To be more specific, it’s the weighted bat swing training in the cage or in batting practice that needs to go away and not necessarily the heavy bats themselves. A baseball or softball swing is not an equivalent movement to say a squat or a deadlift. The baseball swing is a much more complicated movement, an intricate sequential firing of small and large muscle groups from the trunk to the torso that generates force across a linear and rotational plane. This force culminates at the point where the barrel of the bat makes contact with the baseball and, if all goes right, the ball flies off the bat.

Swinging a heavy bat in bp or in the cage only throws off the balance of muscle coordination a hitter works so hard to develop. Somewhat of a surprise is training with a lighter bat also does significantly increase bat speed. This is a surprise since research supports this methodology in speed training and other similar specific sports skill development. Swinging a bat is a just too much of an intricate physical process.

It takes thousands of correct reps and drills to develop a nice swing. Timing and speed are much more important factors to develop in your swing rather than pure strength. Strength training for a baseball athlete starts with the lower body where explosive strength and flexibility are the keys and moves to the core muscles of the torso. A strong core is essential for any athlete because it acts as a chain to transfer the force generated in the lower body to the upper body. Without a strong core, the energy generated in the load and step portion of the swing is left in the lower body and doesn’t transfer to the bat.

(On a side note, a throwing athlete like a quarterback, a pitcher, or any other baseball position player, should avoid straight military presses or any shoulder weight training which promotes an unbalanced muscle support of the joint. The shoulder joint necessary for overhead throwing motion is susceptible to injury if there is not a balanced training of the muscles surrounding this complex anatomical joint. This subject is a pet peeve of mine in the high school weight rooms where the specific needs of the throwing athlete are often ignored. But THAT is another rant for another day.)

All that negative stuff said, I still like the weighted bat in the on-deck circle for a couple of reasons.

  1. Use the weighted bat or “donut” ring it to get loose with a routine of several windmills front and back using both left and right hands, followed by a side to side rotational stretch.
  2. Mental edge. In the research that showed the use of weighted bats to gain bat speed was false, it was also shown the batter perceived his swing was faster. After swinging a heavy bat, the hitter “felt” his swing was faster. Handling a weighted bat in the on-deck circle can trick your brain into thinking your actual bat is as light as a feather and your swing is lightning fast. I don’t know about you, but give me a shot of confidence in the on-deck circle any day.

Hopefully, as with the Bug Squish, we can put the myth of using the weighted or heavy bat to develop bat speed out to pasture. But unlike the Bug Squish, I think there is value to using a weighted bat or a “donut” weight in the on-deck circle.

And to repeat…

One of the best pieces of coaching advice I can offer is this: Do not simply teach sports skills or coach simply because that is the way you were coached. Times change. Do the work. Research and field testing are constantly making improvements to the what we understand about sports science. Technology gives us access to this information like never before.  Ask questions, search the web, watch coaching video, or attend clinics. Do whatever it takes to give your kids the tools they need to succeed. When the players find success, they enjoy the sport. When they enjoy the sport, you can get more out of them.

Everybody wins!

Next R.I.P topic? Swing repetitions! How many swings at a time is effective? How many is too many? The answers may surprise you.

By Ernest Lawrence Thayer [Public domain], via Wikimedia Commons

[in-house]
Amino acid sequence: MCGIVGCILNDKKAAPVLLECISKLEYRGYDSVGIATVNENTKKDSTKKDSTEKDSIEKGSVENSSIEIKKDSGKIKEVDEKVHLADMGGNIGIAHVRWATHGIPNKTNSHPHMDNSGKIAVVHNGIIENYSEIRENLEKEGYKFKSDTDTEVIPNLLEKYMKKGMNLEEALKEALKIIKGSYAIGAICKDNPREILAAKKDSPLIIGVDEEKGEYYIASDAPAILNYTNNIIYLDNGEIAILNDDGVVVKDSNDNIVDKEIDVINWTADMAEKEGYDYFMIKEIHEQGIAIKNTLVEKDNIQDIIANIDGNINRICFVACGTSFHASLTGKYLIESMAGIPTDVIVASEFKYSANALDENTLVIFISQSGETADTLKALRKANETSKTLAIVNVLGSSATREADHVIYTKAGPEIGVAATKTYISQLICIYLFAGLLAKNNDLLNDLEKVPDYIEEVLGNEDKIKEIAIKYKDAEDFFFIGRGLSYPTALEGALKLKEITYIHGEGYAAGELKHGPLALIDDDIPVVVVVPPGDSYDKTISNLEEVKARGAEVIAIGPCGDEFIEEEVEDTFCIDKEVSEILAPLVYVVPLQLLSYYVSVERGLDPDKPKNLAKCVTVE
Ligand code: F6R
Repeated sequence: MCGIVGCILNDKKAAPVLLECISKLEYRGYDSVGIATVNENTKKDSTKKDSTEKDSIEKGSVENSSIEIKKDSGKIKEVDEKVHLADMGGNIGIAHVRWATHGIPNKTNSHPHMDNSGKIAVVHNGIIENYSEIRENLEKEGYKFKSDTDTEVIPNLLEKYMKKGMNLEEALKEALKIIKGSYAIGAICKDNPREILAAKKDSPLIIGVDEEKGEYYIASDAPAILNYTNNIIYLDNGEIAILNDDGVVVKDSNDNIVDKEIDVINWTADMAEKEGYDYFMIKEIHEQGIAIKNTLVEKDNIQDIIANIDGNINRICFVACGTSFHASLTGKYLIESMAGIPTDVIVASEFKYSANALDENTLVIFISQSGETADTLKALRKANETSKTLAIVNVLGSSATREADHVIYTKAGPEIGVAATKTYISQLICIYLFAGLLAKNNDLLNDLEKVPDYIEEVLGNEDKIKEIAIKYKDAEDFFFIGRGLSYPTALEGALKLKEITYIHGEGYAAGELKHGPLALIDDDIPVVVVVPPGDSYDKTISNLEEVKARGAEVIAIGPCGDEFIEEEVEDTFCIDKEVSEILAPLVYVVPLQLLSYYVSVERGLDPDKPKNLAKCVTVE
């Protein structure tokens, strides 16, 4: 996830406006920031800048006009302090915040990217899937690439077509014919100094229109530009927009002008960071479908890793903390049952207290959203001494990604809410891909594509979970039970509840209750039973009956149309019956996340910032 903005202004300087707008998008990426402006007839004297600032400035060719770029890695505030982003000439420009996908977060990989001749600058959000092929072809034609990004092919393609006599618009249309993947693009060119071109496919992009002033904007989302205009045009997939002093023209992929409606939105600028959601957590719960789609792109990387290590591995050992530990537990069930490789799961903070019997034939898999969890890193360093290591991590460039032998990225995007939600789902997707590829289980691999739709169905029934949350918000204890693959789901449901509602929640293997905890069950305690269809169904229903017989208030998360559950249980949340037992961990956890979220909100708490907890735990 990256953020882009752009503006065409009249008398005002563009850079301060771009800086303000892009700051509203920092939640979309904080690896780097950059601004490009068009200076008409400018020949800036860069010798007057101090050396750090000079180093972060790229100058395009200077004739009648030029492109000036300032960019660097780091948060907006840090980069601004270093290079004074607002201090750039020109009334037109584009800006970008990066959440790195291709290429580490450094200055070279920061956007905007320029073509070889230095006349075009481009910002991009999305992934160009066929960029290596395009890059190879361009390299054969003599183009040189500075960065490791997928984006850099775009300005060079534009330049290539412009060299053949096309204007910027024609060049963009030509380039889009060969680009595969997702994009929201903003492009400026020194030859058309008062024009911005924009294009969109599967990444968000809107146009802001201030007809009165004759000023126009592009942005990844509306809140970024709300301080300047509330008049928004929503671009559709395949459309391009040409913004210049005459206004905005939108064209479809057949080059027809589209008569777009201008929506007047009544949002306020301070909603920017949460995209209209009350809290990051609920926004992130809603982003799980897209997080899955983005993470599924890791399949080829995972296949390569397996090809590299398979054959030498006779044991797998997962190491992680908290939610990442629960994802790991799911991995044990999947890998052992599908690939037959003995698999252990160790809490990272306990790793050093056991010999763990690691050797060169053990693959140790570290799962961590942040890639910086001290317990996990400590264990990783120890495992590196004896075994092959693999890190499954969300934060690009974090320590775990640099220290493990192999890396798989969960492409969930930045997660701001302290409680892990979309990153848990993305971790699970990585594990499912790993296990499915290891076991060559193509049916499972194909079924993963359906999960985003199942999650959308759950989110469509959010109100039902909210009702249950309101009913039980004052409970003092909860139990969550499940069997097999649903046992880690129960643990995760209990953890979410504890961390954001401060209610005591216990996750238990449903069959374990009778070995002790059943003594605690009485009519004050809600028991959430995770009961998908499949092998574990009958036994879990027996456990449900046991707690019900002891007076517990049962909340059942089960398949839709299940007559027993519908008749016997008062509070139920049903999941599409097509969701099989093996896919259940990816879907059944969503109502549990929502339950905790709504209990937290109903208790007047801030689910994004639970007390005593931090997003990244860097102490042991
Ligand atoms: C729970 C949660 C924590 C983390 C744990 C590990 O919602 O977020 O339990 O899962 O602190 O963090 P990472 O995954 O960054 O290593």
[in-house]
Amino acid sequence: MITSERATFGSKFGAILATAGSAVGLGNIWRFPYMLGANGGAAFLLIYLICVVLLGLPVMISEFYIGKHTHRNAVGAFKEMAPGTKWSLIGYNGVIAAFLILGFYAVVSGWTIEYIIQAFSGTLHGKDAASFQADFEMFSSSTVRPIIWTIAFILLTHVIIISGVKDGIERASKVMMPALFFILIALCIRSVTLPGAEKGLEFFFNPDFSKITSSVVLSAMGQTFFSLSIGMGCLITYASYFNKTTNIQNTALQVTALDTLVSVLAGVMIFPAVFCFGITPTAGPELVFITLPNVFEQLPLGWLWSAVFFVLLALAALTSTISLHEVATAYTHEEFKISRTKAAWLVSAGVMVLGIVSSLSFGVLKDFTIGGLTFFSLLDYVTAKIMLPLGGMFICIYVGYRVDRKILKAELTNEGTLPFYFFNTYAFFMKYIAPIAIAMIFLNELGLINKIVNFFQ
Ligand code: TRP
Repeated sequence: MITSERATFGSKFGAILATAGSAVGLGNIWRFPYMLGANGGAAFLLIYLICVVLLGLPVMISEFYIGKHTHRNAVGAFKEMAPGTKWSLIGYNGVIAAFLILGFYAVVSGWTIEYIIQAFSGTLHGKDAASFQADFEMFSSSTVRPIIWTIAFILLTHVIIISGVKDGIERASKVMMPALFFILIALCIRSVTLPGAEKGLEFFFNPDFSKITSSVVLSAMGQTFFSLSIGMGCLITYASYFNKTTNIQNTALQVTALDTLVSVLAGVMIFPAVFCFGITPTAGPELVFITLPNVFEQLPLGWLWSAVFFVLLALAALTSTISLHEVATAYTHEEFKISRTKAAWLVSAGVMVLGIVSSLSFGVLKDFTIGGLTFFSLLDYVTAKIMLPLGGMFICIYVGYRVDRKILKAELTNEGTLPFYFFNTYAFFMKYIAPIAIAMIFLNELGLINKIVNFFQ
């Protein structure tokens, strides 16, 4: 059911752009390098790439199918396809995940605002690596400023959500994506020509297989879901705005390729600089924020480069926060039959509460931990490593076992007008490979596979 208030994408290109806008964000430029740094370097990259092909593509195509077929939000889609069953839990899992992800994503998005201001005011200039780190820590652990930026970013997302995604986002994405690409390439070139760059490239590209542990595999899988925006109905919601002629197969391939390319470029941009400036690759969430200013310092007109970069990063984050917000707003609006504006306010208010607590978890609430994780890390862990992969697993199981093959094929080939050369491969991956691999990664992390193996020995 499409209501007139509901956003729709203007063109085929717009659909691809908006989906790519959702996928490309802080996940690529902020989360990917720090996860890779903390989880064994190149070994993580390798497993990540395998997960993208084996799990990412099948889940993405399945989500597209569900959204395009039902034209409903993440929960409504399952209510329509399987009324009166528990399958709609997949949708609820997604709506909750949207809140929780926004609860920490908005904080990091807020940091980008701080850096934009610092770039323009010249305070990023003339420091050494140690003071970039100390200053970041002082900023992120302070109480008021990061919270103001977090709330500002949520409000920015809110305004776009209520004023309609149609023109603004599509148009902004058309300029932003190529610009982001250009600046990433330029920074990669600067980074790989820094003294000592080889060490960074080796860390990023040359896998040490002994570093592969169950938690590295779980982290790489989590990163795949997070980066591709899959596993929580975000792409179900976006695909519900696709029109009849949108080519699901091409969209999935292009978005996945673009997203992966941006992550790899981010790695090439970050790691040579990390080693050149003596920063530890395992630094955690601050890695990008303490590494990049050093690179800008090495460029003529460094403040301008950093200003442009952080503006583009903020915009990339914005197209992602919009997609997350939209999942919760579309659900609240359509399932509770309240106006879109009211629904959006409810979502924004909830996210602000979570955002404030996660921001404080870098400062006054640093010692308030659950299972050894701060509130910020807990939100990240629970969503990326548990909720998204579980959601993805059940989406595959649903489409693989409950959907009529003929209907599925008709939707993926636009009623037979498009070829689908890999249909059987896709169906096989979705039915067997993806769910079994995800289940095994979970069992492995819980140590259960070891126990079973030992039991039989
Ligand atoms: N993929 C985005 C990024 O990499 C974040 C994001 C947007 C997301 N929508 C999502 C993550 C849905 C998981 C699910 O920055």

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R.I.P. Bug Squish

Squishing the bug.

Man, we used to teach this back in the day. Why? Lord knows!

Let’s squash the bug squish, once and for all. In 2017 terms and technology, it’s embarrassing to admit I fell under the spell of the bug squish back in the early 2000’s. The Load/Step/Swing philosophy of hitting I teach today used to be Load/Squish/Swing of yesterday. It’s crazy the way these things spread.

I don’t know how it happened, but the bug squish got out there in the world and people kept passing it along as the secret to good hitting. Looking back through the lens of speculation, it was probably a remnant of early video analysis or maybe just observation.

When you watch a good swing in real time, it looks like the back foot “squishes the bug”. It can be misinterpreted as this back foot, combined with the old school maxim of “pushing” off the back foot, made the outward twist of the batter’s heel look like the initiator of a good swing. It doesn’t though. The back foot twists after the swing starts and the movement of the force from the front foot strike to the hip rotation result in the back foot movement.

  • The Bug Squish screws up a proper and smooth weight transfer from the load to the step. It leaves too much weight on the back foot and results in a loss of force. And lost force = lost bat speed = not driving the ball on a line = not getting on base = making a lot of outs = not getting on base = not scoring runs = not winning games = NO FUN.
  • The Bug Squish screws up your balance. A good swing is built on the foundation of balance. Bad balance and you cannot build an effective or consistent swing.
  • The Bug Squish screws with a hitter’s mind. The hitter becomes so focused on what that back foot is doing, they don’t put all their focus on the ball.

No matter what the stance or the style, the best swings in the game all share the common factor of a good and consistent hitting position. Hitting position is the key. A simple lower body movement to get to hitting position only becomes a complex movement with the introduction of gimmick BS like the bug squish.

It’s 2017. It’s time to bury the bug squish for good. It’s time to look past these old sports coaching myths. It’s time to simplify hitting a baseball.

One of the best pieces of coaching advice I can offer is this: Do not simply teach sports skills or coach simply because that is the way you were coached. Times change. Do the work. Research and field testing and forward-thinking coaches are constantly making improvements to the what we understand about sports science. Technology gives us access to this information like never before.  

Ask questions, search the web, watch coaching video, or attend clinics. Do whatever it takes to give your kids the tools they need to succeed.

When the players find success, they enjoy the sport. When they enjoy the sport, you can get more out of them.

Everybody wins! Right, Crime Dog?